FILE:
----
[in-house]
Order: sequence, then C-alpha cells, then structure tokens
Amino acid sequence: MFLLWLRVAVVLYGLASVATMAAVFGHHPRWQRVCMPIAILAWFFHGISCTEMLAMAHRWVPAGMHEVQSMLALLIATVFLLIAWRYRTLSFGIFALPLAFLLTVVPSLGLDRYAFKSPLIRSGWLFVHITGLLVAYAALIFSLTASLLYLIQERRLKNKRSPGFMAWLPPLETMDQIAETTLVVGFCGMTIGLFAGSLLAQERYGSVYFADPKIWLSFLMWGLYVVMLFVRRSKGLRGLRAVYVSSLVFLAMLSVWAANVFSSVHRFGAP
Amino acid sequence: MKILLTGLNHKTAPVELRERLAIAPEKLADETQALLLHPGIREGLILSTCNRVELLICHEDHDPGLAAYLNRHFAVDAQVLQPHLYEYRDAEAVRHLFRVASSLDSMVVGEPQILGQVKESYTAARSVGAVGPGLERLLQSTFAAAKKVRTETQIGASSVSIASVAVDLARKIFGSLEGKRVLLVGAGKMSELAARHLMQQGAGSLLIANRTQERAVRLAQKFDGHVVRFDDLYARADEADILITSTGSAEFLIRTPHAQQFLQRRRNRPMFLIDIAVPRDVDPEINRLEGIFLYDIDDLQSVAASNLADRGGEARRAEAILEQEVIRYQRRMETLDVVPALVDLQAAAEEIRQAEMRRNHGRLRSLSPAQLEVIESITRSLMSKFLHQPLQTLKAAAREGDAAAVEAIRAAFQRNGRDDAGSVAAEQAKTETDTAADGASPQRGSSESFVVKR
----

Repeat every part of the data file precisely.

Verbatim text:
[in-house]
Order: sequence, then C-alpha cells, then structure tokens
Amino acid sequence: MFLLWLRVAVVLYGLASVATMAAVFGHHPRWQRVCMPIAILAWFFHGISCTEMLAMAHRWVPAGMHEVQSMLALLIATVFLLIAWRYRTLSFGIFALPLAFLLTVVPSLGLDRYAFKSPLIRSGWLFVHITGLLVAYAALIFSLTASLLYLIQERRLKNKRSPGFMAWLPPLETMDQIAETTLVVGFCGMTIGLFAGSLLAQERYGSVYFADPKIWLSFLMWGLYVVMLFVRRSKGLRGLRAVYVSSLVFLAMLSVWAANVFSSVHRFGAP
Amino acid sequence: MKILLTGLNHKTAPVELRERLAIAPEKLADETQALLLHPGIREGLILSTCNRVELLICHEDHDPGLAAYLNRHFAVDAQVLQPHLYEYRDAEAVRHLFRVASSLDSMVVGEPQILGQVKESYTAARSVGAVGPGLERLLQSTFAAAKKVRTETQIGASSVSIASVAVDLARKIFGSLEGKRVLLVGAGKMSELAARHLMQQGAGSLLIANRTQERAVRLAQKFDGHVVRFDDLYARADEADILITSTGSAEFLIRTPHAQQFLQRRRNRPMFLIDIAVPRDVDPEINRLEGIFLYDIDDLQSVAASNLADRGGEARRAEAILEQEVIRYQRRMETLDVVPALVDLQAAAEEIRQAEMRRNHGRLRSLSPAQLEVIESITRSLMSKFLHQPLQTLKAAAREGDAAAVEAIRAAFQRNGRDDAGSVAAEQAKTETDTAADGASPQRGSSESFVVKR